Inspection of materials and parts often requires sacrificing test pieces – destroying them to probe for defects. If the production and manufacturing processes are consistent and repeatable, then the results for the test pieces apply to a batch of material or parts. Defects are detected either in test pieces or during a failure in operation. For something like an airplane turbine blade, those undetected flaws can translate into a catastrophic failure.
Various non-destructive testing (NDT) methods have been developed to inspect parts without destroying or altering them. NDT technologies such as acoustic emission, dye penetrant, eddy current testing, ultrasonic testing and x-ray testing rely on the physical response of a part to acoustic, optical, electrical, or nuclear stimulus to detect defects. Each of these methods has its advantages and disadvantages. For example, dye penetrant is a relatively simple method appropriate for various materials, but it only easily detects surface defects on non-porous materials.
Infrared thermography is a technology that is fast becoming a new tool in NDT. Infrared thermography first emerged in the 1980s, but with the introduction of new high-speed, high-resolution infrared cameras, it now serves as a valuable tool for detecting defects like surface cracks, faulty welds, and internal structural defects.
This thermography overview is summarized from Development and Application of Infrared Thermography Non-Destructive Testing Techniques by Zhi Qu, Peng Jiang, and Weixu Zhang.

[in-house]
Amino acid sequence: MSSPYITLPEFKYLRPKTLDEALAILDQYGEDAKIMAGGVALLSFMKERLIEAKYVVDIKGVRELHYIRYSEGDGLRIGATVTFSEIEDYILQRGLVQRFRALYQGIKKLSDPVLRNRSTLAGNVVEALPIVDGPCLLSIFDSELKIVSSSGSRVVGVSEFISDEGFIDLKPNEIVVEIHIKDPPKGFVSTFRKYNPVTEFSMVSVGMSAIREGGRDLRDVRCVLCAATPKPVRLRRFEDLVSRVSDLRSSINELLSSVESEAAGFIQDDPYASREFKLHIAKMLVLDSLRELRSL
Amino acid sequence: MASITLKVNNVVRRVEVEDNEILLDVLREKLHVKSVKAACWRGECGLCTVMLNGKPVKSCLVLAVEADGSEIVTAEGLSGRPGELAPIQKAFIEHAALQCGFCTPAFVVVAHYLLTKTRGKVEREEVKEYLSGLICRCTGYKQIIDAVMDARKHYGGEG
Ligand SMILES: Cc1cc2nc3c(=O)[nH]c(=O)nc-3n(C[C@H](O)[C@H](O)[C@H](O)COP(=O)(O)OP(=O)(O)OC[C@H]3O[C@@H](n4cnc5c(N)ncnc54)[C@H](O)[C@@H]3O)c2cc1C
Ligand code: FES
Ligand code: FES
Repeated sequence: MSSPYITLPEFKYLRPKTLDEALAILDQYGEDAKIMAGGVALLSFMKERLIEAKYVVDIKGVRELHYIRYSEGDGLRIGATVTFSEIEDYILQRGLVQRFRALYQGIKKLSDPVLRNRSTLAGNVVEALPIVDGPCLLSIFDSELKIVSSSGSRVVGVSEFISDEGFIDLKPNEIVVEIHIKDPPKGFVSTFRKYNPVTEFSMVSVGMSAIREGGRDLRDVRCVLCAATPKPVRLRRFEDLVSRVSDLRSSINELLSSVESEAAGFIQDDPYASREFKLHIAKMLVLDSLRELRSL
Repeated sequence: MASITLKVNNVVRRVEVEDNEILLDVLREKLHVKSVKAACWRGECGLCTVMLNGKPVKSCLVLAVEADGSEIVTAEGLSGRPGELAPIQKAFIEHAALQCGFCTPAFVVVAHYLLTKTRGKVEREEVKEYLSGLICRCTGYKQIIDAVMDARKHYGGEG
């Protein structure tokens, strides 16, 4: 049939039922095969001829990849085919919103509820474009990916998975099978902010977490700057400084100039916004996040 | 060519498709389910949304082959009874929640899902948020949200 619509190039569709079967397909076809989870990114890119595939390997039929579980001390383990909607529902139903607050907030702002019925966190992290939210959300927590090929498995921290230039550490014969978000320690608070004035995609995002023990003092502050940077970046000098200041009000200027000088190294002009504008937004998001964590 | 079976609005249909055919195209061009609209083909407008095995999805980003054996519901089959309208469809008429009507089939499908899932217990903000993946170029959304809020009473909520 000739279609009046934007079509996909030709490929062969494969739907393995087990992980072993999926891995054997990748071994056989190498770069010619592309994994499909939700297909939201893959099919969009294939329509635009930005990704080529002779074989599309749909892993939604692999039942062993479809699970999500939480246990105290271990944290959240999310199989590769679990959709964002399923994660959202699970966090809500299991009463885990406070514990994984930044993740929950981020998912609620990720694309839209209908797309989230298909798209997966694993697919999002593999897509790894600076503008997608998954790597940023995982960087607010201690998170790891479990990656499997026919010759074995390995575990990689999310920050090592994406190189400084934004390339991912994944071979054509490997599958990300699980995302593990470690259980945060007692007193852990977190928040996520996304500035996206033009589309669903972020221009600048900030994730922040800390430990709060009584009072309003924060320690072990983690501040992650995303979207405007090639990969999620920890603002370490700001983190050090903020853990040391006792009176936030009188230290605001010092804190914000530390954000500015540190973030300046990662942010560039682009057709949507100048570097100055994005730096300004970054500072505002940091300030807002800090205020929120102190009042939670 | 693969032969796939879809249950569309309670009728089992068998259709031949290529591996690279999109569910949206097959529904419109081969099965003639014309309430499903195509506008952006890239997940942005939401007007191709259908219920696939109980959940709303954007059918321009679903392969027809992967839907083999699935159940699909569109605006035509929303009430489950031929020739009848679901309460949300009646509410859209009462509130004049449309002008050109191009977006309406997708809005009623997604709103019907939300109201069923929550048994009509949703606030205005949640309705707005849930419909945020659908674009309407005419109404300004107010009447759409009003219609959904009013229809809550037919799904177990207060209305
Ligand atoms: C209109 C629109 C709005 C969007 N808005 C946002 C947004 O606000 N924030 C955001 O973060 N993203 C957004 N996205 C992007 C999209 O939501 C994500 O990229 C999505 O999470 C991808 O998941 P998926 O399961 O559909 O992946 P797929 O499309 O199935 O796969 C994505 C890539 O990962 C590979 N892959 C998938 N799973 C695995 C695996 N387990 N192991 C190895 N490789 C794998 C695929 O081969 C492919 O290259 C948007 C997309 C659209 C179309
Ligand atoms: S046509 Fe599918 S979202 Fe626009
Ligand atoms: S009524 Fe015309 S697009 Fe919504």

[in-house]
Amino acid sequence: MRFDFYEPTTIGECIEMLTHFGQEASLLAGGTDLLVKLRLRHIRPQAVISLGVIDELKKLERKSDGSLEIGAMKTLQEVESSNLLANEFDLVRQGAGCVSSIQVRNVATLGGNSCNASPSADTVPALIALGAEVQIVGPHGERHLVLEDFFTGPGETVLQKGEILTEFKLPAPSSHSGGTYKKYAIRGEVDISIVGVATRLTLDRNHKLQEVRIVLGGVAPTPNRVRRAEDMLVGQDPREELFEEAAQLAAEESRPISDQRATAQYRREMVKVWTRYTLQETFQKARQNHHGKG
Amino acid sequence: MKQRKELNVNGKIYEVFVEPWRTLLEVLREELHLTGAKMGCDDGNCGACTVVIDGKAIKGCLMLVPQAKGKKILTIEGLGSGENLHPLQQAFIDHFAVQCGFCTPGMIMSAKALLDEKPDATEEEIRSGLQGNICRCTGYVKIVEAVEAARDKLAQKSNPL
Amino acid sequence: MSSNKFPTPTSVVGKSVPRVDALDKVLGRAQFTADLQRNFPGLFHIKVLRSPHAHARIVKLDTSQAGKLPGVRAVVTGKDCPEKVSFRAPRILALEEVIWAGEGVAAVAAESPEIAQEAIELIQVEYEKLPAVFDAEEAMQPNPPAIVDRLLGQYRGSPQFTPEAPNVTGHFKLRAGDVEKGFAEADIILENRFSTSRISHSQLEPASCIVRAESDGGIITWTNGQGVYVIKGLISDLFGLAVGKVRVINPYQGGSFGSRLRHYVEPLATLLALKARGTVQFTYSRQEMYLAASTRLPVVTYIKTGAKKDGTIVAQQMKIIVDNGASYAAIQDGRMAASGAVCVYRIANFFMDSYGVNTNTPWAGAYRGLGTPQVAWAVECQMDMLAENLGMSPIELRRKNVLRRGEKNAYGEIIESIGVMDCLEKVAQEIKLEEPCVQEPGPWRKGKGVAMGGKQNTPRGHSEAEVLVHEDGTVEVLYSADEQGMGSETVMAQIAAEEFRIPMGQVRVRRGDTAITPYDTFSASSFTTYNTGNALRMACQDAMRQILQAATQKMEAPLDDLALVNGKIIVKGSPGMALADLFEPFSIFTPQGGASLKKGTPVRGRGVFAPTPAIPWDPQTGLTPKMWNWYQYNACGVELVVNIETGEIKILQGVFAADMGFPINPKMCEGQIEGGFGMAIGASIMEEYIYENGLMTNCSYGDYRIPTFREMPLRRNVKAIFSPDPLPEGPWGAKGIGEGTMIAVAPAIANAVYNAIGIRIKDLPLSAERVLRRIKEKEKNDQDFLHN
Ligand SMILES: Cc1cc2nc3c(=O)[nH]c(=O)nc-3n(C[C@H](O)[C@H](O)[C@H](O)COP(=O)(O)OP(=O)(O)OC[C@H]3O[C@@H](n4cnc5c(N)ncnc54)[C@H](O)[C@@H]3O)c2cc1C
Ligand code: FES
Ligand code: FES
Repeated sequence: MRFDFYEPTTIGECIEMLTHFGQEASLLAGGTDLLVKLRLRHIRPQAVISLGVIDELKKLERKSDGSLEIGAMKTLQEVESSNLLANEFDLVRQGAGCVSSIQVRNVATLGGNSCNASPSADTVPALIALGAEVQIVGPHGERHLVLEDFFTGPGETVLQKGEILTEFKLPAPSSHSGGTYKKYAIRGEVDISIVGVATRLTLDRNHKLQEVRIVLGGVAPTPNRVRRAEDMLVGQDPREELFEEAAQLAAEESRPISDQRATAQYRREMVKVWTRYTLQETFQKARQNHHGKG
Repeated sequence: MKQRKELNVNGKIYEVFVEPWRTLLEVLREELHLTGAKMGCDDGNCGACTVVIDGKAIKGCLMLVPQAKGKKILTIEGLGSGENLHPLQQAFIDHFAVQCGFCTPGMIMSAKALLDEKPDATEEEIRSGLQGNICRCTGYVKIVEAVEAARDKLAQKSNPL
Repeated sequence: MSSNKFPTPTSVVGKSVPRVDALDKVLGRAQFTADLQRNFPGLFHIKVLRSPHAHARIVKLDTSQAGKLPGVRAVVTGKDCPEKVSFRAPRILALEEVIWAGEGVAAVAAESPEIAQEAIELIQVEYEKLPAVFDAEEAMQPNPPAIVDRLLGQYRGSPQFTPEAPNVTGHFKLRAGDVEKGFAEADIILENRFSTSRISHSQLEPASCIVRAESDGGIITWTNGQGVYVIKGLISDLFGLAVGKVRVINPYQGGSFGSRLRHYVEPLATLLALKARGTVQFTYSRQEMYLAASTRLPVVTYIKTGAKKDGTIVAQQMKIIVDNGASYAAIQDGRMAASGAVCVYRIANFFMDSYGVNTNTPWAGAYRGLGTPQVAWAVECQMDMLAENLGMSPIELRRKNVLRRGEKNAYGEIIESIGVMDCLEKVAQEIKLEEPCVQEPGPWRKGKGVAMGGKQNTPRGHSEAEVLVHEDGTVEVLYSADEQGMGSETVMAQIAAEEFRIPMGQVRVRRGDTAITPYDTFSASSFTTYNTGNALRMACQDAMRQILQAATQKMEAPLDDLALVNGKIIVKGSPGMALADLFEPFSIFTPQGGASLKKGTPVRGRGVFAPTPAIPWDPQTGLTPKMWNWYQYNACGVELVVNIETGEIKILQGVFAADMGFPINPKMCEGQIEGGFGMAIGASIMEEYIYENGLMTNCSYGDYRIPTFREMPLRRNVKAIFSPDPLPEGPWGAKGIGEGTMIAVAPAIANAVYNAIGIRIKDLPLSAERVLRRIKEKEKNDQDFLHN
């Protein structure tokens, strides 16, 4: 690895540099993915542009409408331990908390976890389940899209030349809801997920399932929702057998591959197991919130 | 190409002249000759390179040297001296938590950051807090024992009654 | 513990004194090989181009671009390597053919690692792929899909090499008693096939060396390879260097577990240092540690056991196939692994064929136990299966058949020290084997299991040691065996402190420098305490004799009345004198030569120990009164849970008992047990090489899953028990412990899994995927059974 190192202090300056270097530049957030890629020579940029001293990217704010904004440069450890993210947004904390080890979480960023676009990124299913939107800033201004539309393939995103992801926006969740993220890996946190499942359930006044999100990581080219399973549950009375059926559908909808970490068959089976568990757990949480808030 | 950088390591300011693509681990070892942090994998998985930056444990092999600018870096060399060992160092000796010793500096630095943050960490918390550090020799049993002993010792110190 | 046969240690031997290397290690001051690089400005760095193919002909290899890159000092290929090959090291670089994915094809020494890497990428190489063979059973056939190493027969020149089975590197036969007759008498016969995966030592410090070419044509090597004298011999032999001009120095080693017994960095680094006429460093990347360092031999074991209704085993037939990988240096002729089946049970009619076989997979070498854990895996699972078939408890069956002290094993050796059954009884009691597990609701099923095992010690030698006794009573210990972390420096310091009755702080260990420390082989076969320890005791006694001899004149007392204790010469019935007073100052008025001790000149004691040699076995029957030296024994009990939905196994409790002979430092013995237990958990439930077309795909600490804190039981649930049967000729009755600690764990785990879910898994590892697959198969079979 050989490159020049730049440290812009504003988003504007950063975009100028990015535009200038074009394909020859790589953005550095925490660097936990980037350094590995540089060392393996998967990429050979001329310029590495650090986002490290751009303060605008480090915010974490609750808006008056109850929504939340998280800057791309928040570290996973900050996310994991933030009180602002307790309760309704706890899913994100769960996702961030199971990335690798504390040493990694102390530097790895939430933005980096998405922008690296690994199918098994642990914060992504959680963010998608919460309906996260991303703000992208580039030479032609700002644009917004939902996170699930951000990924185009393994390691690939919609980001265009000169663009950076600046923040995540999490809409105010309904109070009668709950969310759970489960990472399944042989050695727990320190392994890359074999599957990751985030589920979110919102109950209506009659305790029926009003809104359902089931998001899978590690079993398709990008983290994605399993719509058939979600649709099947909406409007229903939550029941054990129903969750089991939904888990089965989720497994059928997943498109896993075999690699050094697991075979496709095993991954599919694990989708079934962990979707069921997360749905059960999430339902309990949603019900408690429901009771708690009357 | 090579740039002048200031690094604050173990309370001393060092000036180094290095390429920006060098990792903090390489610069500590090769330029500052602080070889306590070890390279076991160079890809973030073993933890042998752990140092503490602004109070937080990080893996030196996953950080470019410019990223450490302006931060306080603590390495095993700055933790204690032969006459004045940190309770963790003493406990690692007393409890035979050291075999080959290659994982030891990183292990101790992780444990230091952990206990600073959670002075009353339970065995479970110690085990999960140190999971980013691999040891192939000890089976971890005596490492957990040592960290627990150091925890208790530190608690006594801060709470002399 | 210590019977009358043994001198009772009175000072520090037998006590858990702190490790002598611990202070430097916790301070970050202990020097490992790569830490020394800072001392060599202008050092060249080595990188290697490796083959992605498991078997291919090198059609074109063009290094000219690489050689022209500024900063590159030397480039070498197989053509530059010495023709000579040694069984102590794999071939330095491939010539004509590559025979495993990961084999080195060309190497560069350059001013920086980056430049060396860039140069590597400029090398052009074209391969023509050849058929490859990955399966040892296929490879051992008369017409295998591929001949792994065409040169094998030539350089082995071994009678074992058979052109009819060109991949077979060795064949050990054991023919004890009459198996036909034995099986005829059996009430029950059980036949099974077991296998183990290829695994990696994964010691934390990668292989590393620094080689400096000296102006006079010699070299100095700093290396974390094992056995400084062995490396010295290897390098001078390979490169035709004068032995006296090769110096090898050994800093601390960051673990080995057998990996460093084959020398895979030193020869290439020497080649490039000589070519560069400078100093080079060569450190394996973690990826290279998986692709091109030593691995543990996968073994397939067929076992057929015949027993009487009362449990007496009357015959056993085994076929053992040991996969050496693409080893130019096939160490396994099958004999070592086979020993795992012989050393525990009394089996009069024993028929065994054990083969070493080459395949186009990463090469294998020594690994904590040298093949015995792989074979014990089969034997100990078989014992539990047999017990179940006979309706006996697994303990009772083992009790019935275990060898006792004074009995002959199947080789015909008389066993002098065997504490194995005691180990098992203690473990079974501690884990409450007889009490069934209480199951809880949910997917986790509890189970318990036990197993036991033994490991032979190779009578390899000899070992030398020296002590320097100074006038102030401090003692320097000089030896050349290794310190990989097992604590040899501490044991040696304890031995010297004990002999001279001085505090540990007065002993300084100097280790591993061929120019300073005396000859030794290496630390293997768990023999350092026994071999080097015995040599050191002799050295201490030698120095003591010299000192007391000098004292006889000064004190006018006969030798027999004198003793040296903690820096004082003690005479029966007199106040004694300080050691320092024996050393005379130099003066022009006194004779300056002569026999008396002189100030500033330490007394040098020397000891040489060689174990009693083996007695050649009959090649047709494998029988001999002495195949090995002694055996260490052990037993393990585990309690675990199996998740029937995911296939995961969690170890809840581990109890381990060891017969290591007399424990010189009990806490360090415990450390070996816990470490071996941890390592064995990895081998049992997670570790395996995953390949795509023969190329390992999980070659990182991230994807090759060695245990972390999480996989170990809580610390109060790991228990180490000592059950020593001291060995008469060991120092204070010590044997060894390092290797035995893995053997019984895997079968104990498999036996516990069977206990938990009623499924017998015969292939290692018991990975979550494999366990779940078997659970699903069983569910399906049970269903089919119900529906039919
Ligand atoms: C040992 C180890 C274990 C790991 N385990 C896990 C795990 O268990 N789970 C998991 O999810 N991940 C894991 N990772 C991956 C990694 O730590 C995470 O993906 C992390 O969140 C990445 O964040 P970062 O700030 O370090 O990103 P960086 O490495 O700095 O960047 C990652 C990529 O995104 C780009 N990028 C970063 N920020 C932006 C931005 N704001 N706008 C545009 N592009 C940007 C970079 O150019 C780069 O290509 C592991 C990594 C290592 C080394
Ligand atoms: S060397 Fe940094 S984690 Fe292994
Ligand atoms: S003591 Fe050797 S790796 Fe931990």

How Infrared Thermography Works
The theoretical principle behind infrared thermography is simple. All materials respond to temperature differences and this temperature gradient can be determined if the intensity of radiation is known. Infrared cameras are designed to detect emitted infrared intensity. If the material’s surface emissivity coefficient is known, infrared cameras also automatically calculate the material’s temperature.
Applying these principles to a simple case—a block of material with an infinitely deep cross-section and a heat sink across its bottom surface and exposing the top surface to a heat source—a linear temperature gradient results. If there is a crack or a defect in the block, there will be a discontinuity in the heat flux and the temperature difference above the crack will be higher. Infrared cameras can detect this difference.
This is theoretically straightforward for a block with a crack perpendicular to the direction of heat flux. In the real world, however, part geometry, interference, material nonuniformity, attenuation and signal processing complicate things. To address complications, various methods of infrared thermography have been developed.